Journal of Medical Toxicology

, Volume 15, Issue 1, pp 22–29 | Cite as

Impact of Targeted Temperature Management on ED Patients with Drug Overdose–Related Cardiac Arrest

  • Sharaf KhanEmail author
  • Chad M. Meyers
  • Suzanne Bentley
  • Alex F. Manini
Original Article



Drug overdose is the leading cause of non-traumatic out-of-hospital cardiac arrest (OHCA) among young adults. This study investigates whether targeted temperature management (TTM) improves hospital survival from presumed overdose-related cardiac arrest.


Retrospective chart review of consecutive cardiac arrests presenting to an urban tertiary care hospital ED from 2011 to 2015. ED patients with cardiac arrest were included if < 50 years old, and excluded if there was a non-overdose etiology (e.g., trauma, ST-elevation myocardial infarction, subarachnoid hemorrhage). The main intervention was TTM, carried out with a combination of the Arctic Sun device and refrigerated crystalloid/antipyretics (goal temperature 33–36 °C). The primary outcome was survival to hospital discharge; neurologically intact survival was the secondary outcome.


Of 923 patients with cardiac arrest, 802 (86.9%) met exclusion criteria, leaving 121 patients for final analysis. There were 29 patients in the TTM group (24.0%) vs 92 patients in the non-TTM group (76.0%). Eleven patients (9.1%) survived to hospital discharge. TTM was associated with increased odds of survival to hospital discharge (OR 11.3, 95% CI 2.8–46.3, p < 0.001), which increased substantially when palliative outcomes were excluded from the cohort (OR 117.3, 95% CI 17.0–808.4, p < 0.001). Despite achieving statistical significance (OR 1.1, 95% CI 1.0–1.3), TTM had no clinically significant effect on neurologically intact survival.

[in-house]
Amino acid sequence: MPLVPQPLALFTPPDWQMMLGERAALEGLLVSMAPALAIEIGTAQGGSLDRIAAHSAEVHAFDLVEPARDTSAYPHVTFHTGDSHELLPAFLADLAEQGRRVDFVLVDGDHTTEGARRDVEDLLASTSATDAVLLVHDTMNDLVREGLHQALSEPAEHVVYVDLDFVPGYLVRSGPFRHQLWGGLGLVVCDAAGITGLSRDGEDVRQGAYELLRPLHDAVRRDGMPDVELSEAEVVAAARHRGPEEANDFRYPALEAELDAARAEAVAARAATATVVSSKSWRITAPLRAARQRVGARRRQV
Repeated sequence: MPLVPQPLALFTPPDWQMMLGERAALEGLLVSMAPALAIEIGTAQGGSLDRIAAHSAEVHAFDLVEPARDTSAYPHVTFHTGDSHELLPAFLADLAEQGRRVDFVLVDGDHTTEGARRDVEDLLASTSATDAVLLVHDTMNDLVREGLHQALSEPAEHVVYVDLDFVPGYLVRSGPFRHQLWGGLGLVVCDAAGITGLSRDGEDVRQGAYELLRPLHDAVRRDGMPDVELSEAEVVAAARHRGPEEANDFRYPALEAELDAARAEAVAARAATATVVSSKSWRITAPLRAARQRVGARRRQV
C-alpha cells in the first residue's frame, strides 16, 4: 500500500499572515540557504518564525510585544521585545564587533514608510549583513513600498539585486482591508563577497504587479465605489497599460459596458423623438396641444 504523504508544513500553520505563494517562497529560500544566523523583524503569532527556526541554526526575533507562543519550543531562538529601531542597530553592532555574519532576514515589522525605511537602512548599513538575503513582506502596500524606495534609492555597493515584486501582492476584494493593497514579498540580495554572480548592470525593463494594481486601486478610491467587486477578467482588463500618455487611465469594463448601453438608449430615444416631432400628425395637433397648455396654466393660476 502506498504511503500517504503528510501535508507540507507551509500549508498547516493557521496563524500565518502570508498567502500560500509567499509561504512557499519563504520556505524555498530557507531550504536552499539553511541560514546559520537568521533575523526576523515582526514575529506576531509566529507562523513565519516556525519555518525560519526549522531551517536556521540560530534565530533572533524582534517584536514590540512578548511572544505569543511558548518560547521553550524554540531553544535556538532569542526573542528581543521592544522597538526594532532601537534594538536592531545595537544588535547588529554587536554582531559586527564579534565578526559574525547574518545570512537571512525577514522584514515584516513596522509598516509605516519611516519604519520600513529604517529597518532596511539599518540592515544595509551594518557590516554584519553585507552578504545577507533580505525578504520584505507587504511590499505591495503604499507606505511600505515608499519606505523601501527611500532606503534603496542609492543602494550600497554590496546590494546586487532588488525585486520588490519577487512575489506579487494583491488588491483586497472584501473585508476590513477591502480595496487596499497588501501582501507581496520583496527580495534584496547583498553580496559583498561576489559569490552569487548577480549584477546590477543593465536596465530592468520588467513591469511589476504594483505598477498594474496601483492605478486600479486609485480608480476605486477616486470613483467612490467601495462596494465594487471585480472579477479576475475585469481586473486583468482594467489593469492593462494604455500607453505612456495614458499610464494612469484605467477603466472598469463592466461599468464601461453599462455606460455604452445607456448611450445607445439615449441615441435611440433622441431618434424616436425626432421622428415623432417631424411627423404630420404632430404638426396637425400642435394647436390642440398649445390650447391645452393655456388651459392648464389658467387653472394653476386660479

TTM was associated with improved survival in ED patients with presumed drug overdose–related cardiac arrest. The impact of TTM on neurologically intact survival among these patients requires further study.


Toxicology Cardiac arrest Targeted temperature management 



We thank Yanoh Jalloh, M.P.H., for her contributions to the institutional approvals process.

Author Contributions

AFM, CMM, and SB conceived the research questions and study design. AFM supervised the conduct of the study and the data collection. SK reviewed charts and performed data abstraction. AFM provided statistical advice on study design and performed statistical analyses on the data. SK drafted the manuscript, and all authors contributed significantly to its revision. AFM takes responsibility for the paper as a whole.


This study received no explicit funding. Dr. Manini receives salary support from grant DA037317 from the NIH. The other authors do not receive any specific grant funding. The manufacturers of the Arctic Sun device had no role in, or knowledge of, the study protocol.

Compliance with Ethical Standards

Conflict of Interest



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Copyright information

© American College of Medical Toxicology 2018

Authors and Affiliations

  1. 1.Department of Emergency MedicineThe Icahn School of Medicine at Mount SinaiNew YorkUSA
  2. 2.Department of Emergency MedicineThe Icahn School of Medicine at Mount Sinai, Elmhurst Hospital CenterNew YorkUSA
  3. 3.Division of Medical ToxicologyThe Icahn School of Medicine at Mount Sinai, Elmhurst Hospital CenterNew YorkUSA

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